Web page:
User avatar
Christina Marie
Moderator
Moderator
Posts: 9305
Joined: August 11th, 2005, 4:58 pm
Country: United States
If in the United States: Pennsylvania
What city do you live in now?: From LB to PA
Location: CA

Unread post by Christina Marie » December 29th, 2005, 1:57 am

On my moms/fathers side (Russian) when he and his parents came to Canada from Russia they converted to Christianity. I do not know exactly why they made that choice. I have been raised non-denominational Christian. My dads side converted at some point a few generations after the first settlers came from Germany, they resided in PA (much of that side of my family still does).

Old Shatterhand
Light Heavy Weight
Light Heavy Weight
Posts: 1318
Joined: March 5th, 2006, 4:18 pm
Contact:

Unread post by Old Shatterhand » March 12th, 2006, 11:48 am

It is important to remember that the original Christian movement was comprised almost solely of Jews.

And many people of Jewish descent are Christians by choice today. Some have integrated into mainstream Christian movements while others prefer to identify with organizations such as Jews for Jesus http://www.jewsforjesus.org/ and other such Messanic organizations. These organizations tend to get a lot of heat by both Judiasts and some Christians though.

User avatar
Tre
Middle Weight
Middle Weight
Posts: 426
Joined: May 8th, 2005, 6:19 am
Location: Los Angeles, CA

Unread post by Tre » March 12th, 2006, 1:24 pm

I think my first introduction to anti-Semitism was hearing the Reverend Jesse Jackson's Hymietown remark when I was growing up. I didn't understand what the remark meant and being young and impressionable I thought, "Damn we suppose to hate the Jews too? What the hell they do to us?" Growing up in a Christian household the argument that hatred for the Jews was because they killed Jesus never made much sense to me since Jesus was a Jew. Also I never considered Jews a highly visible people. By this I mean most Jews I have encountered I would not have known they were Jewish if they had not told me.

You are right that ‘Jews for Jesus’ is highly controversial. I’ve had Jews tell me that ‘Jews for Jesus’ doesn't exist because if they are for Jesus then they can’t be REAL Jews.

Old Shatterhand
Light Heavy Weight
Light Heavy Weight
Posts: 1318
Joined: March 5th, 2006, 4:18 pm
Contact:

Unread post by Old Shatterhand » March 12th, 2006, 4:10 pm

Christianity's roots go back into Jewish history long before the birth of Jesus Christ. It was Jesus of Nazareth, however, who attacked established Judaism even as he fulfilled Judiasm's ancient prophecies concerning the Messiah. After his crucifixion under Pontius Pilate; a Roman official, Jesus' teachings spread throughout the Mediterranean area.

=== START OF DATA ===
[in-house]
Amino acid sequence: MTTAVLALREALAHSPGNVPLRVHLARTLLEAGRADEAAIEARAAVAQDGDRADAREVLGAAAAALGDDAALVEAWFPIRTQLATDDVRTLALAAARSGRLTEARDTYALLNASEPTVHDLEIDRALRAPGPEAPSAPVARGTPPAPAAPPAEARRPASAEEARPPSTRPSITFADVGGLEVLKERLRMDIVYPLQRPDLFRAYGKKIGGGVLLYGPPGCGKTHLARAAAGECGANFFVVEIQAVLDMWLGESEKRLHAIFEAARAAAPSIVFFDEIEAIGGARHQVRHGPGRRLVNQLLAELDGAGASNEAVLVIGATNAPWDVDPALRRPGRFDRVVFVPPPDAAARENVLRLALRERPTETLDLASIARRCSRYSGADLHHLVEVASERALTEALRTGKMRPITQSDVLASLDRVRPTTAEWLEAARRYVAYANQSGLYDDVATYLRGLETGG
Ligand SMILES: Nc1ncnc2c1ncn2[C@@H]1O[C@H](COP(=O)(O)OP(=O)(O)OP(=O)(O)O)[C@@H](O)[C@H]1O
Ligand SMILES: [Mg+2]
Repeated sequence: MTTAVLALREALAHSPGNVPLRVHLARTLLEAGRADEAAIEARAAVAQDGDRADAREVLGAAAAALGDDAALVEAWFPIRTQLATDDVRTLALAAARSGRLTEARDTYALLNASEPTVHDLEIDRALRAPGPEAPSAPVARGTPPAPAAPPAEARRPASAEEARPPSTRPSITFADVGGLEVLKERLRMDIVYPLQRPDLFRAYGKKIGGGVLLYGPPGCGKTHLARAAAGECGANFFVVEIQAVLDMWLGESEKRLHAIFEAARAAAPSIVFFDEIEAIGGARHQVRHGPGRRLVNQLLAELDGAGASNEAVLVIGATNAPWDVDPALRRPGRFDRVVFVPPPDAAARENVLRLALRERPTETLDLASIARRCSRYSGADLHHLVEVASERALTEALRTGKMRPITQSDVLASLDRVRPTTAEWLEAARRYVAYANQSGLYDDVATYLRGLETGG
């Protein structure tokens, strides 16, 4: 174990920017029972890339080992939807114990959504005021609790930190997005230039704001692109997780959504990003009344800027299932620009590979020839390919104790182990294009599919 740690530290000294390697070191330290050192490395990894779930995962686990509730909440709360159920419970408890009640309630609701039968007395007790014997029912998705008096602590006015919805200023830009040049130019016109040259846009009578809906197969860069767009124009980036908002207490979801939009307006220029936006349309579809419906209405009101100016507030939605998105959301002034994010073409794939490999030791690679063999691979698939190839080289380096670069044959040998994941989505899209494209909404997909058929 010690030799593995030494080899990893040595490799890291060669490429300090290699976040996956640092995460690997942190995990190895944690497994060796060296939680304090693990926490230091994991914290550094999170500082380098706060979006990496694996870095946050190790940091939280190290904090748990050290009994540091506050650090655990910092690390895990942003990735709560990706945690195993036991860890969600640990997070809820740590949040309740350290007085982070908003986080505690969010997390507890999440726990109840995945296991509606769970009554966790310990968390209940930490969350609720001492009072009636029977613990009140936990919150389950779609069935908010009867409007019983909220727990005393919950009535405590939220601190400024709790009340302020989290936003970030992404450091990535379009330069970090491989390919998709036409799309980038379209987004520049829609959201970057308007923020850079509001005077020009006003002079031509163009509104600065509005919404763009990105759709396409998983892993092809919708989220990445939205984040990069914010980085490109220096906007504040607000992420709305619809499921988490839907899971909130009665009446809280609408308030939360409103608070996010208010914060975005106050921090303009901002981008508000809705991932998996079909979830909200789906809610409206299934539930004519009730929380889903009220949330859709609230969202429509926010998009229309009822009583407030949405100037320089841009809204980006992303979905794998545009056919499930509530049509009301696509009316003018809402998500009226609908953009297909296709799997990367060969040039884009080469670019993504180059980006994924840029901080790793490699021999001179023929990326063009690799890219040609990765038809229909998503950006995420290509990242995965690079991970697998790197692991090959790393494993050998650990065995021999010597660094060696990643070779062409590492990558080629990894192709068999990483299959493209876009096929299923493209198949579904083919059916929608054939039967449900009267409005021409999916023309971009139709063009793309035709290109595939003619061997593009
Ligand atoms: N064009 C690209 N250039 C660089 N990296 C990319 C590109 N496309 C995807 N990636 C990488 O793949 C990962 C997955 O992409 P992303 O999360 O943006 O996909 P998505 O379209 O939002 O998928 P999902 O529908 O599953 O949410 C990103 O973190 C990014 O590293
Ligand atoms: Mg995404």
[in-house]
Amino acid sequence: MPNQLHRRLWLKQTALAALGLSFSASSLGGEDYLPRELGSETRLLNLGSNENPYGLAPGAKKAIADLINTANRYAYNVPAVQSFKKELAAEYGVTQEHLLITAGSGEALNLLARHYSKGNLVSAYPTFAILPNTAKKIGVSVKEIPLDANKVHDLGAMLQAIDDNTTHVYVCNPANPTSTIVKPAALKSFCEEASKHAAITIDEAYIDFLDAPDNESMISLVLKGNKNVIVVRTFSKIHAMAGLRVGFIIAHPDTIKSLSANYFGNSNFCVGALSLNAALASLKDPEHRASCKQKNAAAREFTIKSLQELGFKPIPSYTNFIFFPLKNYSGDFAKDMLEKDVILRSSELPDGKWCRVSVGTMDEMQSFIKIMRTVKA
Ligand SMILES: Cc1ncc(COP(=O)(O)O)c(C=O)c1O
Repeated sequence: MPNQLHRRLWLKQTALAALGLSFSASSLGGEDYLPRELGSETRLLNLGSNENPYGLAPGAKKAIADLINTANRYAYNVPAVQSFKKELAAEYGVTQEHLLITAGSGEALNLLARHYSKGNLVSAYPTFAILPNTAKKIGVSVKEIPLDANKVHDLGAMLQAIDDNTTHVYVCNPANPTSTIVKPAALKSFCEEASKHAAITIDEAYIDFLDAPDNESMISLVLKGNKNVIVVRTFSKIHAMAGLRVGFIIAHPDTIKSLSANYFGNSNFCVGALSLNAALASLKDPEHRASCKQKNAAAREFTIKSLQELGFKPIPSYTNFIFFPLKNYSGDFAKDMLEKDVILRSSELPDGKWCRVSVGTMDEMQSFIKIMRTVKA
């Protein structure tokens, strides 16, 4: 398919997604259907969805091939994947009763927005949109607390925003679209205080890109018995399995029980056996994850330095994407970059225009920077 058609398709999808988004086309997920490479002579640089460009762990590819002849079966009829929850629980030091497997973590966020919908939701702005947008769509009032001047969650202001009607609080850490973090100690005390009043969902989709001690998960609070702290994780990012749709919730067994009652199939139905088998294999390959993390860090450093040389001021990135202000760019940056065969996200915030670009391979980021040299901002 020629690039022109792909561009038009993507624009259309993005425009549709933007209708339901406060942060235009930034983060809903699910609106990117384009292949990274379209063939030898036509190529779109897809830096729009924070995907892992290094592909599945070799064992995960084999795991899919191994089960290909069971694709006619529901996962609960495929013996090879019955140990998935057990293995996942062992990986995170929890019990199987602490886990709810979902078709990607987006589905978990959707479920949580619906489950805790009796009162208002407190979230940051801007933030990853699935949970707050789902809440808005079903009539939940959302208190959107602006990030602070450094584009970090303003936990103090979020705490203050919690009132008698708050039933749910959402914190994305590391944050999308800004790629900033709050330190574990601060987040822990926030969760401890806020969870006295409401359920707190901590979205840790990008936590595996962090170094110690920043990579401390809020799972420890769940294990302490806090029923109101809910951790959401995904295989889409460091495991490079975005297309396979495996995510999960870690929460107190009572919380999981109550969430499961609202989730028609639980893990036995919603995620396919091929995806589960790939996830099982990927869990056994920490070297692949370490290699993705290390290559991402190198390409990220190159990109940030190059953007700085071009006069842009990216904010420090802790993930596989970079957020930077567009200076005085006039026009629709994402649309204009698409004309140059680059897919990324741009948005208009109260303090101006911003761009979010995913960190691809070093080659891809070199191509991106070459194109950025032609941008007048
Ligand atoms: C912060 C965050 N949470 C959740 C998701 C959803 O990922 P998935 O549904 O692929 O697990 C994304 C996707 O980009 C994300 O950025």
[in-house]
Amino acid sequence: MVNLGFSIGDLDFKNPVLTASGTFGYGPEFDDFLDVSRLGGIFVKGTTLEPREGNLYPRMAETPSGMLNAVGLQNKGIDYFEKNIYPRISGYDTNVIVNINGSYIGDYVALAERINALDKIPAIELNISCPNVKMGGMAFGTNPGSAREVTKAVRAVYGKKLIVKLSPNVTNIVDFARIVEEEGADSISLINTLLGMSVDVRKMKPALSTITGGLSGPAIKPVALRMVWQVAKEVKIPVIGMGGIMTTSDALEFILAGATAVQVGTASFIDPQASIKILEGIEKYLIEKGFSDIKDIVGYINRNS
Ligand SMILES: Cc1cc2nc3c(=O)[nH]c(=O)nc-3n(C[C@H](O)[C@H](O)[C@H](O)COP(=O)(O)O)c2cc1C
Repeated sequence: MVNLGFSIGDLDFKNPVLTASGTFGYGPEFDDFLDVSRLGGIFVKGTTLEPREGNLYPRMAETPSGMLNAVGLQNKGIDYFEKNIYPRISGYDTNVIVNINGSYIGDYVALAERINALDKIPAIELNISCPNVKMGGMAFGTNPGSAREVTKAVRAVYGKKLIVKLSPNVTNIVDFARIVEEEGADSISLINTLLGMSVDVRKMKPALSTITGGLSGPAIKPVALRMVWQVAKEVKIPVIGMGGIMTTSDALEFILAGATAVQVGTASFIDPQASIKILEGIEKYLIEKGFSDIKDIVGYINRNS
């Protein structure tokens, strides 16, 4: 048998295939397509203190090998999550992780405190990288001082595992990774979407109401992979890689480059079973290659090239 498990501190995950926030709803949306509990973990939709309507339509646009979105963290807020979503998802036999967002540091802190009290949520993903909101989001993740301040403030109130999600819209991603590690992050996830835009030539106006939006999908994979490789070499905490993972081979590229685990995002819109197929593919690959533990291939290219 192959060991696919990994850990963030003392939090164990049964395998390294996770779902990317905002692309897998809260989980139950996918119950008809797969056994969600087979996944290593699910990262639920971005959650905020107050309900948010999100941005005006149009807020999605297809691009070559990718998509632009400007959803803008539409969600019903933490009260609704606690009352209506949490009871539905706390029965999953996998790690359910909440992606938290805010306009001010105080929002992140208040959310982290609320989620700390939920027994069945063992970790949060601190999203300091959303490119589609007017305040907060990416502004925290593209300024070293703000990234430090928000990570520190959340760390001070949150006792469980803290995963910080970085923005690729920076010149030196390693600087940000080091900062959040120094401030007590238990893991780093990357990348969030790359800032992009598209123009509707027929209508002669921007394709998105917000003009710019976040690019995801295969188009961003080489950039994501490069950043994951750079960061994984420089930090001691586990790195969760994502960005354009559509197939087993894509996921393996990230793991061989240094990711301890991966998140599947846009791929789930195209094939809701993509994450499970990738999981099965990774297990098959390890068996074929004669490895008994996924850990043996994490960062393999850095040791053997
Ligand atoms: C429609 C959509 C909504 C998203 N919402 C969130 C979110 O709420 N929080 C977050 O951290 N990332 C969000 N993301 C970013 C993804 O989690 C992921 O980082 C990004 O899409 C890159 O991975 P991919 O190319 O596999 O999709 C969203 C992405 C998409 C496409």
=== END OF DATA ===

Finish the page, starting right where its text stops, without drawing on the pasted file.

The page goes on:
An apostle named Paul was especially influential. He stressed God's gift of salvation for all men and thus led in Christianity's emergence from Palestine to its position as a universal religion.

Jesus was a Jew. He came from a Jewish family, he studied the Jewish law, he observed the Jewish religion. Any serious study of his life makes this clear. An unprejudiced reading of Matthew, Mark, Luke, and John reveals Jesus' plans for a company of followers to carry on his work. For two years he worked with a faithful band of disciples; he taught them about life in what he called "the kingdom of God"; and he introduced them to the "new covenant" that bound them together in forgiveness and love. Then he paid the ultimate price as the "lamb of God who takes on the sins of the world" and ascended to the "right hand of the Father."

A good understandable introduction to church history is entitled "Church History in Plain Language." You can order it on Amazon.

Now, of course, there is a big difference between an authentic Christian of Jewish descent who has integrated with mainstream Christianity and an orthodox Jew who has rejected Christianity. Let me say it again, there is a BIG difference in the worldviews and belief systems of authentic Christians of Jewish descent who have integrated with mainstream Christianity and Christians of all races and orthodox Jews who have rejected Christianity. Their worldviews and beliefs are miles apart. You do find many groups, like Jews for Jesus, who fulfill a role as evangelist to Jews of all persuasions including orthodox and even to non Jews.

Post Reply

Return to “Religious Thought”